Wednesday, February 3, 2010

The Magic of 'Popeye' Lives On

Speaking of Robert Altman, the biggest budget he ever had for a movie, by far, was for 1980's Popeye, a property that producer Dino de Laurentiis had been trying to get off the ground for a long time before Altman signed on. I'm not sure whose idea it was to film on the island of Malta, but crew members worked for seven months building the town of Sweethaven for the movie - one problem is that there is no indigenous wood on Malta, so timber had to be shipped in all the way from Holland in the course of constructing the hotel, tavern, post office, and a dozen or so other buildings.

If you've seen the movie, the sets look fantastic, and you'd almost say they were worth the expense, except that toward the end of filming, Altman ran out of money. Screenwriter Jules Feiffer had written all sorts of exciting, expensive concluding scenes, such as one with Popeye and Bluto sword-fighting on a boat, breaking off planks of wood from the ship to battle with as it slowly sank into the ocean. They couldn't afford that, so instead, in the climactic chase, we're treated to shots of Popeye on a boat, followed by Bluto on a boat, followed by Olive Oyl on a boat, and you're never sure where they are in relation to one another, or even if they're on the same boat. Altman is not exactly a skilled director of action anyway. The first hour and a half or so of the movie is quite good, but if you fall asleep at that point, you won't miss anything.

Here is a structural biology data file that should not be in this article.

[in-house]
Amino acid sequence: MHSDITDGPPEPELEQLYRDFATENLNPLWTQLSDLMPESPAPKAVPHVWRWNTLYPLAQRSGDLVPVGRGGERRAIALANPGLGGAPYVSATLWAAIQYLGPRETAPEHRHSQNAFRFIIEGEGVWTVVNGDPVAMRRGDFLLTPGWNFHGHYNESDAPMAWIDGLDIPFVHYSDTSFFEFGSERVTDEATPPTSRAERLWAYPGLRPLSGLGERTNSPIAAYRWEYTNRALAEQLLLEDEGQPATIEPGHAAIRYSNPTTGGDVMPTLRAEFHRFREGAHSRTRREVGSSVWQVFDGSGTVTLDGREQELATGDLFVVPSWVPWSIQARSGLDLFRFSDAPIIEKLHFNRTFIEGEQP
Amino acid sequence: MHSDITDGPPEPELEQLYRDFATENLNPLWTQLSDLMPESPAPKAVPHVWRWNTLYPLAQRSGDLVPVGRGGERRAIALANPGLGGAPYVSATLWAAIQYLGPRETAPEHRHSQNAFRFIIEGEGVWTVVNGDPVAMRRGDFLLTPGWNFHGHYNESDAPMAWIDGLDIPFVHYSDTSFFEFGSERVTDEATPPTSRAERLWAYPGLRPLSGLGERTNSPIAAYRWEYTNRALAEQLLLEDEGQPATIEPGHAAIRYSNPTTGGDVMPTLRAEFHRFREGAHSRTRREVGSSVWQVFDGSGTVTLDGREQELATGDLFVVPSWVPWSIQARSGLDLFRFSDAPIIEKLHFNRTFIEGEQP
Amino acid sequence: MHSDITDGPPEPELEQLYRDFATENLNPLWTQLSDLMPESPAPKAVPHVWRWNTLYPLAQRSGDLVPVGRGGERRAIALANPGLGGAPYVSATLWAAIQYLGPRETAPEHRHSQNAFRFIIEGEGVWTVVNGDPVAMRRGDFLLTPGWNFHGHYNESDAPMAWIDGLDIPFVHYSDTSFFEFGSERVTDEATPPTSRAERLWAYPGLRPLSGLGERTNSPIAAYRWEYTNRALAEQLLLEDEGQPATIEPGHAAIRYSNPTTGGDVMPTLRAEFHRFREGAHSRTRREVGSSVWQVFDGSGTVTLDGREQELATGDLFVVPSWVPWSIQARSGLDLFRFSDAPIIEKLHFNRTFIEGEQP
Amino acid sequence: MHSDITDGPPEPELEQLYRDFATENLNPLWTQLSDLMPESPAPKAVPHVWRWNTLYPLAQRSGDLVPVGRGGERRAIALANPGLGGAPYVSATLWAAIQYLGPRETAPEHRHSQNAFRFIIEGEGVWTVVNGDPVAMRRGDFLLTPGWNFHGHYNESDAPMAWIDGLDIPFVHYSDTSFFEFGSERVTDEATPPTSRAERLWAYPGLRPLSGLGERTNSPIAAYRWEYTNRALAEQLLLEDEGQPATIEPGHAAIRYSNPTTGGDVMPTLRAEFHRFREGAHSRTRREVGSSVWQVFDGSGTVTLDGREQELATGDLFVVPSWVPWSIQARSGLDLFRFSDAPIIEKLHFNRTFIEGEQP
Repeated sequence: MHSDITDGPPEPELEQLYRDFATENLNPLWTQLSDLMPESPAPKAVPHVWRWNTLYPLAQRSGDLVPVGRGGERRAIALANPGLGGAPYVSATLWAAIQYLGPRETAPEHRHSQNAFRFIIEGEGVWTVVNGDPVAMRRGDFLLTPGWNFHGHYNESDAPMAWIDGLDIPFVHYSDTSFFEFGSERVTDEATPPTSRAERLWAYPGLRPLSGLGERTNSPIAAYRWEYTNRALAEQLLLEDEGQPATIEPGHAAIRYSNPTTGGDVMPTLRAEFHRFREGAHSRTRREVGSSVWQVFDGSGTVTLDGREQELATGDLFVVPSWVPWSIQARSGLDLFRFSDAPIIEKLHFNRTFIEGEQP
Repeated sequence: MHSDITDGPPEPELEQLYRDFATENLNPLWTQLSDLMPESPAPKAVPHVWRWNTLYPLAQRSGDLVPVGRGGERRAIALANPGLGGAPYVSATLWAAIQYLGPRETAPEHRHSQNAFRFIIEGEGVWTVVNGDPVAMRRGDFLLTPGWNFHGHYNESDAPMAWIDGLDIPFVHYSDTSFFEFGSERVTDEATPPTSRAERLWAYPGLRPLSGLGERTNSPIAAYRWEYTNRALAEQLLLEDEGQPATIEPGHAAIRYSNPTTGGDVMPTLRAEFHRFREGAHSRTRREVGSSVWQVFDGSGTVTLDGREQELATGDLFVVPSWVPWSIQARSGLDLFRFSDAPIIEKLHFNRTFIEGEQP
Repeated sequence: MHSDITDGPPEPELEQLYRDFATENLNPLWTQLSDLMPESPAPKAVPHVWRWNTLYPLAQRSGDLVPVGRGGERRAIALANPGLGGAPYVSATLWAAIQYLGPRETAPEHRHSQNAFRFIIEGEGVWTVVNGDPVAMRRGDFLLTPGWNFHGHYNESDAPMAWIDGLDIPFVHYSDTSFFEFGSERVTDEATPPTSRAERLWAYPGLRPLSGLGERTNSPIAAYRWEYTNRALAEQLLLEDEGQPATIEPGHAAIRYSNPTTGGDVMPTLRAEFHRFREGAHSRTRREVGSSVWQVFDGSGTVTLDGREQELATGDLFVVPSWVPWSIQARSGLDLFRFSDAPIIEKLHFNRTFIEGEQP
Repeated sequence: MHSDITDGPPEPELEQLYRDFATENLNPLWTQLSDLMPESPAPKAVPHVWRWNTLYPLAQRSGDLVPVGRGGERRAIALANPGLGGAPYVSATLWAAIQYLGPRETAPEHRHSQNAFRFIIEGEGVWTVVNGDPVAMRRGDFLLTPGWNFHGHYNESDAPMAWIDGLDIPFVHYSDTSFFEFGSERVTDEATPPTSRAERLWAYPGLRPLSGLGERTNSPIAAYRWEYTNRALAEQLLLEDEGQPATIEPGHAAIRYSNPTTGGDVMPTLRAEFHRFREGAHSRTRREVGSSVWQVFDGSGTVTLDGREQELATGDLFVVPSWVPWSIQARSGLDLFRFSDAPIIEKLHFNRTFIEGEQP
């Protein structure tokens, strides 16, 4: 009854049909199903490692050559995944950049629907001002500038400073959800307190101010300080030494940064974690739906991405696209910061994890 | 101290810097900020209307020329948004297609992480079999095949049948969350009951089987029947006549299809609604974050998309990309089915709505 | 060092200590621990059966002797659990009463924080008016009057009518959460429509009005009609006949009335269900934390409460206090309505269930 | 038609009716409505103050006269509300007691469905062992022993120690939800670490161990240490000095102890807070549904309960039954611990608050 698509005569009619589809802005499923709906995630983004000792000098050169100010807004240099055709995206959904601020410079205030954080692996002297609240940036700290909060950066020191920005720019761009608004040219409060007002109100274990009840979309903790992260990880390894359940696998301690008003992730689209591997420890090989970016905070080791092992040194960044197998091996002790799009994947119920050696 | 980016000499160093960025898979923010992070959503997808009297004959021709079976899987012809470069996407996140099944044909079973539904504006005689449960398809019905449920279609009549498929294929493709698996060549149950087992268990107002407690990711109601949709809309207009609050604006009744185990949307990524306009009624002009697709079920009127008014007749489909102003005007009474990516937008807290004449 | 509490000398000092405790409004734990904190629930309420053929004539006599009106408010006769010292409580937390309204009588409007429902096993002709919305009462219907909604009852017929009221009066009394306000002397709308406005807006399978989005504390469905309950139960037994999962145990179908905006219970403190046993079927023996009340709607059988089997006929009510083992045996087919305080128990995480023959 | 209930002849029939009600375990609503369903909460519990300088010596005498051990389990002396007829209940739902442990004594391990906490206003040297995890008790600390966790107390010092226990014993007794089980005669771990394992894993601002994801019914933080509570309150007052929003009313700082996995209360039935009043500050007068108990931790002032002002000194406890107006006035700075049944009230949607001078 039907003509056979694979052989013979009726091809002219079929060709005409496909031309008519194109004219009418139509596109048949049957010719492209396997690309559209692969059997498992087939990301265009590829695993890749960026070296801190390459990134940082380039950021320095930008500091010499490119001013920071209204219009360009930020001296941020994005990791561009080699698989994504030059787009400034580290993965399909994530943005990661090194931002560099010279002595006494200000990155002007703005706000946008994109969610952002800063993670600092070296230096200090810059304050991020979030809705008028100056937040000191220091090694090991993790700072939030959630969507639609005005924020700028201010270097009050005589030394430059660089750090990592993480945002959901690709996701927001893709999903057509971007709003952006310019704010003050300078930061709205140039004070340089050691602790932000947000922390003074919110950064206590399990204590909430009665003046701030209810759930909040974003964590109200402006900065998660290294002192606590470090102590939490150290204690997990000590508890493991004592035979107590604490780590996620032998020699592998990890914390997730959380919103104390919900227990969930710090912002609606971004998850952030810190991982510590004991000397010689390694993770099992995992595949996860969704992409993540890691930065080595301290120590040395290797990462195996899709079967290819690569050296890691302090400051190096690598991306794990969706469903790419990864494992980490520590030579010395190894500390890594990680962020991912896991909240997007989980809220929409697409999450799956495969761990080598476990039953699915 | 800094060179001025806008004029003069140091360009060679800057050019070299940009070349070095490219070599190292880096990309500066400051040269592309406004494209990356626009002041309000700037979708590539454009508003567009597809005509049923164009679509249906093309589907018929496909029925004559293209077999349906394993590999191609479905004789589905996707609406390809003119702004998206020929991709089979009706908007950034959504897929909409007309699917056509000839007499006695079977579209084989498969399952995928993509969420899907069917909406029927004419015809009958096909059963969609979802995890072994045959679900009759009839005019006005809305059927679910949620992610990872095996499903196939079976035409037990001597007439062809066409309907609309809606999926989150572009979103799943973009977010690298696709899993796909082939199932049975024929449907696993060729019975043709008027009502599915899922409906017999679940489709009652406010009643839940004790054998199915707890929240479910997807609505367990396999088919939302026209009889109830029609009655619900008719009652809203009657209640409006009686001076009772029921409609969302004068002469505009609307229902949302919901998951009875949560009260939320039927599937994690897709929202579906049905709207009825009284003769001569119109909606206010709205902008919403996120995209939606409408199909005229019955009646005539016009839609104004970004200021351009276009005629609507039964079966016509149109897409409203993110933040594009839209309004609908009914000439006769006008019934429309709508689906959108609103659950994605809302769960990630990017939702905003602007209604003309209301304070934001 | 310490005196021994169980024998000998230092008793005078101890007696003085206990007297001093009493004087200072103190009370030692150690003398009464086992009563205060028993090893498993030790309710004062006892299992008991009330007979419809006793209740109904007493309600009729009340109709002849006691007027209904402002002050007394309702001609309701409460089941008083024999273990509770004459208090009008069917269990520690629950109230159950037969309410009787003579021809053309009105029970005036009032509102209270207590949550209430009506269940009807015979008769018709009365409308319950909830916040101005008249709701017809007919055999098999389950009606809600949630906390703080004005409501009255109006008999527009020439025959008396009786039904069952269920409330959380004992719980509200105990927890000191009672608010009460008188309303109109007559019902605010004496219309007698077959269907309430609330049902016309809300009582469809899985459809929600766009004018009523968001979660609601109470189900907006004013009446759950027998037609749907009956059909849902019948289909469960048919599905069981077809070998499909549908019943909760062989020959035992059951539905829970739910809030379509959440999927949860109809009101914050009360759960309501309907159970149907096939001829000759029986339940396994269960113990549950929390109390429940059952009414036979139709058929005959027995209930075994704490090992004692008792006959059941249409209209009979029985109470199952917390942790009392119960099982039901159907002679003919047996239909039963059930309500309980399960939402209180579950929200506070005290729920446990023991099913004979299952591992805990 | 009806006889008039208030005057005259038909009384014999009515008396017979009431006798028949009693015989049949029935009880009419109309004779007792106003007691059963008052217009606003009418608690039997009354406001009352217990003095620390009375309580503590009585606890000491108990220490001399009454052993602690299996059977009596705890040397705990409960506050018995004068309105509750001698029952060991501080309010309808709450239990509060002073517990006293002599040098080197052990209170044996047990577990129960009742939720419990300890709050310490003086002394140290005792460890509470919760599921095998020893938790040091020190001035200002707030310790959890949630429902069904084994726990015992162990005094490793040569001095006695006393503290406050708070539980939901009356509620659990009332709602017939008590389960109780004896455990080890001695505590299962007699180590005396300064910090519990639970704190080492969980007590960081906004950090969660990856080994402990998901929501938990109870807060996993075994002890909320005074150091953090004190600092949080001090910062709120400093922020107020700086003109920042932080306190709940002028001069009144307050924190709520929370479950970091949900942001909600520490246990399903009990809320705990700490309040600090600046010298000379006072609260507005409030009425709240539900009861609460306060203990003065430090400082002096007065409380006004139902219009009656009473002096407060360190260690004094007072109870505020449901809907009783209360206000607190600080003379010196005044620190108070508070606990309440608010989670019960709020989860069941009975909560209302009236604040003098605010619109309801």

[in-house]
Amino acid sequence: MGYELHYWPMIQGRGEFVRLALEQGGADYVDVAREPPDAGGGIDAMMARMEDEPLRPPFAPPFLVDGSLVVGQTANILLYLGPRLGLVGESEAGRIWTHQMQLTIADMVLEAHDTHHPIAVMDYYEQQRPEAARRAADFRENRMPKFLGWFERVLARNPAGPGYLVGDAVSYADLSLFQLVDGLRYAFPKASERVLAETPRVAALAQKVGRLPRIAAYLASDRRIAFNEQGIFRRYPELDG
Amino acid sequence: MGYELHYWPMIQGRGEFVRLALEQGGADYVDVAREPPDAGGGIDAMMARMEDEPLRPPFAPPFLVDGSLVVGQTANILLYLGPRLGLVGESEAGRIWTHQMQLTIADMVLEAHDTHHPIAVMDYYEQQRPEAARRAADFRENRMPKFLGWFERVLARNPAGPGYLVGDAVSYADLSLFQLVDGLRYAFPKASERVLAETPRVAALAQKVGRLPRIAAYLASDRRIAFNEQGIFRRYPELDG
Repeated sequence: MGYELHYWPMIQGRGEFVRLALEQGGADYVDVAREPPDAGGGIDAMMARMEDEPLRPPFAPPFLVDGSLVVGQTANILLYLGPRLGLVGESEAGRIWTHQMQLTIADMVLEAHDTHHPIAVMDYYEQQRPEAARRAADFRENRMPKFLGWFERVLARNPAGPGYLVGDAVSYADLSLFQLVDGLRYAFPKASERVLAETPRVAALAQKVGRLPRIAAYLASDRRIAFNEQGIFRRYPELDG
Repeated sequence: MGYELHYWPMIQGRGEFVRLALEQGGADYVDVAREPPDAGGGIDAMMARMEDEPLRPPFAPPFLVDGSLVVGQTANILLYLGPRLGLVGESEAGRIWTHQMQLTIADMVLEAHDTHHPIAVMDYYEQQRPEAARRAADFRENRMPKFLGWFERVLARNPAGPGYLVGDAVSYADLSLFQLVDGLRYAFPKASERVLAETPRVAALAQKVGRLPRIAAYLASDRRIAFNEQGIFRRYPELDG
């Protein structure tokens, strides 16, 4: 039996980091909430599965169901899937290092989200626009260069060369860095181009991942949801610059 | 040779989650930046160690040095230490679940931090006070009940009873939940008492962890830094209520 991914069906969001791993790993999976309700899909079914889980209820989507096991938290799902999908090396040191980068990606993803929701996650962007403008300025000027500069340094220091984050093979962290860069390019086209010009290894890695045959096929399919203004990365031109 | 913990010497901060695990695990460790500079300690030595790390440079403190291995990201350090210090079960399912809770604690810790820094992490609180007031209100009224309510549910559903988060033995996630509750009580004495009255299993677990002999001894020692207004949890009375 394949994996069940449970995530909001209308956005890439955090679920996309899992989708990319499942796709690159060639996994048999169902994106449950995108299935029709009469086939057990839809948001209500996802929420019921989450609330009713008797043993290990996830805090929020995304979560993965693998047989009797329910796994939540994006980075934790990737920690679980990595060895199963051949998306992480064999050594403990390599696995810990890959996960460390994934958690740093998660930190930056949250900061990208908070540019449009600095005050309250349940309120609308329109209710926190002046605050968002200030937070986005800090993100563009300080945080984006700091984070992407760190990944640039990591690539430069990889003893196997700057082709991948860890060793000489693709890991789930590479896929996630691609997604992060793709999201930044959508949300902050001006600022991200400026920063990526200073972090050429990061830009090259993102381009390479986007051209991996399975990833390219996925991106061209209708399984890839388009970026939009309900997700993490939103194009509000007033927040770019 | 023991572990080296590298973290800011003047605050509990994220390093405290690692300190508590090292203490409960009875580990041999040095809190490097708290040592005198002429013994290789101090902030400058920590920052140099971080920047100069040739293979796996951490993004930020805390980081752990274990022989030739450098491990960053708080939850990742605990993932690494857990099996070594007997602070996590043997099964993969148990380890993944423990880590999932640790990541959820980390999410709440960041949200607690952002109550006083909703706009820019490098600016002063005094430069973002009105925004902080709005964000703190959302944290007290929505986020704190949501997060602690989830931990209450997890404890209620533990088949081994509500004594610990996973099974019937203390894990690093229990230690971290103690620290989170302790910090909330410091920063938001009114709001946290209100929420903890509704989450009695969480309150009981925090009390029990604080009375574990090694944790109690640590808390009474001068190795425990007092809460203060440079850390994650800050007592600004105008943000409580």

After filming concluded, the nation of Malta decided to leave all those fantastic wooden buildings as a tourist attraction. I can't imagine who would go to Malta in search of Popeye memorabilia, but then again, I can't imagine who would go to Malta in the first place - other than my fellow Debris Slider Eric Banks, who has actually been to not just Malta but Sweethaven and describes it as "the most depressing and deserted roadside attraction I've ever had the pleasure of spending an afternoon at."

But hey, you can judge for yourself right here, wherein you can discover that Popeye Village boasts a nine-hole minigolf course - because who wants to play a full 18 holes of minigolf? Nine is plenty!

No comments:

Post a Comment